Issue 6: National Anthem Call-out
Abstracts due by May 6 2019
This issue documents and responds to themes in the exhibition National Anthem, Buxton Contemporary, Melbourne, March 7 – July 7, 2019. Curated by Kate Just, National Anthem brings into dialogue twenty-four artists who critically address Australian national identity. This exhibition highlights how continued efforts to establish a singular unified cultural identity in settler colonial nation states both exclude Indigenous peoples’ unceded sovereignty and fail to address the multiplicity and intersectionality of histories and narratives of belonging. Through the use of humour, satire, acts of self-determination, ambiguity, play, intervention and confrontation, the artists represented in National Anthem hold a mirror up to contemporary Australia, prompting possibilities for new representations of who we are or who we might become.
For this issue we also invite national and international writers to add to the discussion of themes, symbols and representations of national identity and how might we reimagine our collectivity. Contributions from researchers in creative arts, art history, visual arts, sound arts, performance arts, sociology, curating, film studies, media studies, philosophy, cultural studies etc. are encouraged to apply.
Proposals for submission are welcome to engage with the themes of the exhibition. In particular, the following questions could be considered:
- What is national identity and how is it formed and expressed?
- What are the effects of efforts to establish singular unified cultural identities?
- How does national identity inform individual belonging/dispossession?
- How can the privilege/ racialisation/ oppression/ violence/ truth/ lies of colonial histories be acknowledged in the present?
- What do decolonial futures look like?
- How do expressions of Indigenous sovereignty, self-determination and collectivity offer antidotes to colonialism in its current form?
- How does public policy and public dialogue in relation to migration and asylum seekers define national identity?
- What does it mean to be at once contained and dispossessed by the state?
- How can multiple entangled and assembled racialised histories and cultural knowledges be honoured in national narratives?
- How can songs/ creative praxis produce and sustain new visions for personal and national identity?
Submissions may take one or more of the following forms:
- Scholarly contributions 4-6,000 words
- Creative/critical provocation 3,500-5,000 words
- Abstract: 300-500 words
- 100 word author bio
- Final submission for peer review due October 28, 2019.
- Please send abstracts to
- Abstracts with subject “National Anthem Proposal” due by May 6 2019. Authors will be notified by May 13, 2019 and final versions for peer-review are due by October 28 2019.
- Final submissions should be in English, between 3,500 and 6,000 words depending on format above (including abstract and works cited), in MLA format. All submissions should be sent as a doc(x) file, with a short biographical note (approx. 100 words) to both: kjust(AT)unimelb.edu.au and ali.baker(AT)flinders.edu.au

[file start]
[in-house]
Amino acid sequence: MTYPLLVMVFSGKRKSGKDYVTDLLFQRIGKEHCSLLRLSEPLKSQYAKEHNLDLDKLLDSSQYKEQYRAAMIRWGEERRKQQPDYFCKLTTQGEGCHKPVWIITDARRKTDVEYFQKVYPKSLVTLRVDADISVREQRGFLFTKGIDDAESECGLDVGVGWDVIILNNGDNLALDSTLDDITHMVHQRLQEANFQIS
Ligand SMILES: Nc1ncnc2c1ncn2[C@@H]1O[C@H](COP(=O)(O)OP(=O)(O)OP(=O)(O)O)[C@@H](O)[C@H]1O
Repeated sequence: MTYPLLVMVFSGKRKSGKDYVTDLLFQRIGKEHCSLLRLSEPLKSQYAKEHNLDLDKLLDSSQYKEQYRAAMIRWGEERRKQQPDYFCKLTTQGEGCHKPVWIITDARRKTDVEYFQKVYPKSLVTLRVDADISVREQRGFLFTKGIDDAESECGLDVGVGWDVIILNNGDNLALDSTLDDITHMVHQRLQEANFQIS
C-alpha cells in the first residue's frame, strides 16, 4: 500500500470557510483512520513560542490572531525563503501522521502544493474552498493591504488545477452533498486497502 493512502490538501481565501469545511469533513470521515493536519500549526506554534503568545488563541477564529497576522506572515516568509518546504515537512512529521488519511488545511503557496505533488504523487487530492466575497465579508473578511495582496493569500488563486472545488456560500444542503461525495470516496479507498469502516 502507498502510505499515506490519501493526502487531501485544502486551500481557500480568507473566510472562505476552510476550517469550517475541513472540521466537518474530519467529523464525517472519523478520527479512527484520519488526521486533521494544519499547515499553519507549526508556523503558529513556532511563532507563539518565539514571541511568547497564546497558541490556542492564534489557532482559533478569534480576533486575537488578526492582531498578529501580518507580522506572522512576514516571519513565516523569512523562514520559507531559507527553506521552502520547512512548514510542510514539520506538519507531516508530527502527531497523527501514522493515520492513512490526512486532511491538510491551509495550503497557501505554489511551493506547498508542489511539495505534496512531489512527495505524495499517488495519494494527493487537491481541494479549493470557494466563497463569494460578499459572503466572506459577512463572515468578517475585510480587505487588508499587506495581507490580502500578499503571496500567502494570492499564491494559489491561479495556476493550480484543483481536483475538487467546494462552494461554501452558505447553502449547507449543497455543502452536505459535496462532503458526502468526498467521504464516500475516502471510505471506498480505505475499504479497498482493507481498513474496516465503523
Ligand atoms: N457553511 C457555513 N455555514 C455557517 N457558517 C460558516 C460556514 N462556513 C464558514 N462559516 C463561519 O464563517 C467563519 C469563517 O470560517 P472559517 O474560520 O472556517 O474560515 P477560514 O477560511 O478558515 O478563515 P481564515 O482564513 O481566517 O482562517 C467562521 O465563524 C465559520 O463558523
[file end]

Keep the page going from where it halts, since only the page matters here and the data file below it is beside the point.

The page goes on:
Dr Ali Gumillya Baker is a Mirning woman from the Nullarbor on the West Coast of South Australia, who lives and works on Kaurna Yarta. Adelaide, Tarndanyangga. Baker is a widely exhibited visual artist, performer, filmmaker. She has a Bachelor of Visual Arts (Hons) from the University of South Australia. a Master of Arts (Screen Studies) from Flinders University and a PhD (Cultural Studies, Creative Arts) from Flinders University. Baker is currently working as a Senior Lecturer in the Colleges of Humanities, Arts and Social Sciences at Flinders University. Her areas of research interest include, colonial archives, memory, intergenerational transmission of knowledge. Her work with the Unbound Collective (Faye Rosas Blanch, Natalie Harkin, Simone Ulalka Tur and Ali Gumillya Baker) engages Aboriginal community members who historically have been contained and excluded to speak back to colonial institutions of power as dominant repositories of knowledge. A recent article published in Artlink, June 2018 can be found here.
Dr Kate Just is an established American born Australian artist who lives and works in Naarm, Melbourne. Just holds a Bachelor of Fine Arts from Victorian College of the Arts, a Master of Arts from RMIT, and a PhD in Sculpture from Monash University. She is a Senior Lecturer in Art at the Victorian College of the Arts. Just works with sculpture, installation, neon, textiles and photography to produce contemporary art works that promote feminist representations of the body and experience. In addition to her highly crafted solo artworks, Just often works socially and collaboratively within the community to create large scale, public projects that tackle significant social issues including sexual harassment and violence against women. Just has exhibited her artwork extensively across Australia and internationally and won numerous prizes, fellowships, awards and residencies including the British Council Realise Your Dream Award, the Barcelona Australia Council Studio, The Rupert Bunny Visual Art Fellowship and the KREMs (Air) Vienna Studio.